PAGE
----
This article includes a list of references, related reading, or external links, but its sources remain unclear because it lacks inline citations. Please help to improve this article by introducing more precise citations. (April 2009) (Learn how and when to remove this template message)
Fisherman jigging with a big fish from his boat
Jigs

Jigging is the practice of fishing with a jig, a type of weighted fishing lure. A jig consists of a heavy metal (typically lead) sinker with an attached fish hook that is usually obscured inside a soft lure or feather-like decorations. Jigs are intended to create a jerky, vertical "jumping" motion to attract fish, as opposed to other common lures like swimbaits, spoons and spinnerbaits, which move through the water more or less horizontally. The jig is very versatile and can be used in both salt and fresh water. Many deeper water fish species are attracted to the lure, which has made it popular among anglers for years.

The jigging technique mainly involves rapid lifting motions of a fishing rod, which jerk the line exert a temporarily upward pull upon the sinking lure. When the target fish is enticed to swallow the lure, the angler then sets the hook to pierce and tether the fish in the mouth. Because the jigs are weighted, a harder-than-usual hookset is often needed to overcome the added weight and provide sufficient momentum to pierce the hook point into the fish mouth. Jigging gears are often involved with the luring of slow moving fish, most commonly during spawning periods. For successful jigging, the jigger needs to use a sensitive rod that is good for feeling a strike, and needs to stay in contact with the lure and get it to where the fish are. Most fish caught by jigs are on or near the bottom.

Advantages and disadvantages

Advantages of jigging
Jigging is a low-cost, low-energy technique that doesn't necessarily require a bait and its catch can be captured live and hauled into the fishing vessel (boat). Also this method of fishing can be applied locally as well as at commercial (industrial) levels.

Disadvantages of jigging
This technique of fishing is labour intensive and time consuming. Also jigging requires technical knowledge of an area so as to determine when and where it can be used. Furthermore some jigging machines are relatively expensive for the average person to purchase. [1]

Jighead

A fish-jighead hook

The weighted "head" of a jig, or jighead, can consist of many different shapes and colors along with different features.[2] The simplest and most common is a round head, but others include fish head-shaped, coned-shaped, cylinder-shaped and hybrid varieties that resemble spoons or spinnerbaits. Most jigheads are integral to a large fish hook, and are most commonly used with soft plastic baits.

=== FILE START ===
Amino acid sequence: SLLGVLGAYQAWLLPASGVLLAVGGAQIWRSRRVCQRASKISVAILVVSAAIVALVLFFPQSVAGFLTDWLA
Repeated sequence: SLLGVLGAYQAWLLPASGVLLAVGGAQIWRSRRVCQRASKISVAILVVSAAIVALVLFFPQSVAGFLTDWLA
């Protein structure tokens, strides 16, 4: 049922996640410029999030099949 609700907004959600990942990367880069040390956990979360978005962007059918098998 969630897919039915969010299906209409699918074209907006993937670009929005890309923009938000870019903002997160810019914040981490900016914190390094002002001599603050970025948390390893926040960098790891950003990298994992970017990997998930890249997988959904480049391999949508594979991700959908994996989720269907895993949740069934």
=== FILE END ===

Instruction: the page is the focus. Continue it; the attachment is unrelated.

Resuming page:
The three most popular jighead shapes in bass fishing are the flipping jighead, the football jighead, and the grass jighead. These come in many different weights usually ranging from 180 oz (0.35 g) for small freshwater panfishes (e.g. aji) to nearly 1 pound (0.45 kg) for large saltwater groundfishes, and can also be found in a wide array of colors and patterns. The jig hooks also vary, with variances on the hook type, color, angle or build material. Some jigheads even offer a spring latch known as a weed guard to prevent unwanted snagging on aquatic plants/weeds and underwater structures by the hook point.

Jig body

Jig hook with soft plastic lure

There is a wide array of bodies for jigs. The most common is made out of rubber or silicone. These come in many shapes and can resemble a grub, frog, fish, paddle tail, lizard, or different insects. The colors of these can range from bright yellow to a transparent brown with silver and red flakes. Also, during summer months look at colors for the heat such as browns, or blue with black hair. Many others catch fish like smallmouth bass and largemouth bass. Bait such as minnows, leeches or night crawlers can also be used as jig bodies.

Other, more traditional types use dyed or natural whitetail deer tail hair on the outside. Called a bucktail jig, they are widely used in the northern and midwestern United States, where many are still hand tied by anglers.

Other types of materials are also used in constructing jig bodies, such as a Chenille wrap on the hook shaft, various feather hackle, hairs or other fur, marabou, Flashabou, and other materials. Construction is often similar to the process of Fly tying. Some jigs are constructed identically to their artificial fly counterparts, one example a "Wooly Bugger" fly but tied on a jig head.

Bodies can be either brightly colored or subdued. They are often designed to mimic local prey fish or large local insects.

See also

Notes

  1. ^ Ken Schultz (1999) Ken Schultz's Fishing Encyclopedia [www.FAO.com] Archived 2010-01-17 at the Wayback Machine Wiley. ISBN 978-0-02-862057-2
  2. ^ "Fishing Jig Basics". Fish Jig. Retrieved 11 November 2020.

References